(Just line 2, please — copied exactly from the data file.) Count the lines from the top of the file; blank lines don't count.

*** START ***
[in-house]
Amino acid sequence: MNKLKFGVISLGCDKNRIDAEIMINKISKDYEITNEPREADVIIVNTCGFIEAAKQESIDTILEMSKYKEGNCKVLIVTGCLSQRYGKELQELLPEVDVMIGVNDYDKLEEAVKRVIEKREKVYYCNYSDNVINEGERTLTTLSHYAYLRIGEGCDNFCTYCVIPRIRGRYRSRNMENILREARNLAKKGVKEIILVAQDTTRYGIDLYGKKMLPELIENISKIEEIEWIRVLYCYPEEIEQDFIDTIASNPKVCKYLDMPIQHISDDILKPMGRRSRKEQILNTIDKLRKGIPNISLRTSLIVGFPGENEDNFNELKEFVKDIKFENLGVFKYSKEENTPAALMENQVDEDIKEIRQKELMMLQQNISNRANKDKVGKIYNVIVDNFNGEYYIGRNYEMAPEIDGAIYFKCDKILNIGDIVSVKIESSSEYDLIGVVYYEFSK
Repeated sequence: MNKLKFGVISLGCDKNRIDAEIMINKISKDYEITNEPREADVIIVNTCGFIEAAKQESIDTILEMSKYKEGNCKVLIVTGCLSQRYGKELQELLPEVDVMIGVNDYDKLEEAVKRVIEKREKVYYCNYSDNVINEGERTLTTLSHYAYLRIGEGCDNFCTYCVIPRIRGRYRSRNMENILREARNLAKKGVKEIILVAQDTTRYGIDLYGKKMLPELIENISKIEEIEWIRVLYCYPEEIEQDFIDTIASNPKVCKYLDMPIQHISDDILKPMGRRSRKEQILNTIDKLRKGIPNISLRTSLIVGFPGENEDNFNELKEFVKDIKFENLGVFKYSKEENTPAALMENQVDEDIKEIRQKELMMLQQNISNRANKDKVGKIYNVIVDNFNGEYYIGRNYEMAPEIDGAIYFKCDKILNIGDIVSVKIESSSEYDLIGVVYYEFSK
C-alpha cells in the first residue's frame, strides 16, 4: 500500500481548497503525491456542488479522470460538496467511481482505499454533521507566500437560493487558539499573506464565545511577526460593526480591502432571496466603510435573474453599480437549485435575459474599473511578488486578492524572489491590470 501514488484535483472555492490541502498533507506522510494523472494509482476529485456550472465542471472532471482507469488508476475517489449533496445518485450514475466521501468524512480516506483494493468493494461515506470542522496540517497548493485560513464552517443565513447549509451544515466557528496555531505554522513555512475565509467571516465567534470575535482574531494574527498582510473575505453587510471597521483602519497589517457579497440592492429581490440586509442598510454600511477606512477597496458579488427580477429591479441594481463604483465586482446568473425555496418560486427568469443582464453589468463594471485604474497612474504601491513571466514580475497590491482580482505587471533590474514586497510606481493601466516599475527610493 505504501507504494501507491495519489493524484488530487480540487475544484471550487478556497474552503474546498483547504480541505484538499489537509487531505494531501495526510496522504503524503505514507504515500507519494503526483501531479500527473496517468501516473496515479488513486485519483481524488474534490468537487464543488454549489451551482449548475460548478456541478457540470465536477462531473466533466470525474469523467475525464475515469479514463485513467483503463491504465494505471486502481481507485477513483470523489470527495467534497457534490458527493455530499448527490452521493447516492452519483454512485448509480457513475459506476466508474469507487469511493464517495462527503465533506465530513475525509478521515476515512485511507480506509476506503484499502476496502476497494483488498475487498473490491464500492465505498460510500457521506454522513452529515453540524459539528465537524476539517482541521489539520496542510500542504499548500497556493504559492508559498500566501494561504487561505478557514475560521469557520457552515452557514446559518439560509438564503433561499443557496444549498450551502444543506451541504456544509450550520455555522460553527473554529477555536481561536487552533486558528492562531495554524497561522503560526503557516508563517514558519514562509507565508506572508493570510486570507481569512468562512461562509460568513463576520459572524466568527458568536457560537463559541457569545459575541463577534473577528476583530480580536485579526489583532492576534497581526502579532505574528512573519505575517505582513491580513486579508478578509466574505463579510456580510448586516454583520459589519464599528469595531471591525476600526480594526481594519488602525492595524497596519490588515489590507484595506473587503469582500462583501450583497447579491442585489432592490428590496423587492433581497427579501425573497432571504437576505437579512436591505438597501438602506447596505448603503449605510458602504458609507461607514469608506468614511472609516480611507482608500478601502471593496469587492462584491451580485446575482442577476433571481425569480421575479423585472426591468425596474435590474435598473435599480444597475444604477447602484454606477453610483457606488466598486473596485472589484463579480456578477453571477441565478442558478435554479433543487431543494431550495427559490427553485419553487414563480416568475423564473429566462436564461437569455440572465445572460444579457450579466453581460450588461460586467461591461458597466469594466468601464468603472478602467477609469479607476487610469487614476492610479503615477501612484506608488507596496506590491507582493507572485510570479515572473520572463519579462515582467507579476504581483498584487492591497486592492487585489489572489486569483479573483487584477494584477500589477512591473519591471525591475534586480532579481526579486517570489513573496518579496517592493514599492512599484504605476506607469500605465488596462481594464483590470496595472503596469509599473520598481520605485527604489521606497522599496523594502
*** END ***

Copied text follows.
Amino acid sequence: MNKLKFGVISLGCDKNRIDAEIMINKISKDYEITNEPREADVIIVNTCGFIEAAKQESIDTILEMSKYKEGNCKVLIVTGCLSQRYGKELQELLPEVDVMIGVNDYDKLEEAVKRVIEKREKVYYCNYSDNVINEGERTLTTLSHYAYLRIGEGCDNFCTYCVIPRIRGRYRSRNMENILREARNLAKKGVKEIILVAQDTTRYGIDLYGKKMLPELIENISKIEEIEWIRVLYCYPEEIEQDFIDTIASNPKVCKYLDMPIQHISDDILKPMGRRSRKEQILNTIDKLRKGIPNISLRTSLIVGFPGENEDNFNELKEFVKDIKFENLGVFKYSKEENTPAALMENQVDEDIKEIRQKELMMLQQNISNRANKDKVGKIYNVIVDNFNGEYYIGRNYEMAPEIDGAIYFKCDKILNIGDIVSVKIESSSEYDLIGVVYYEFSK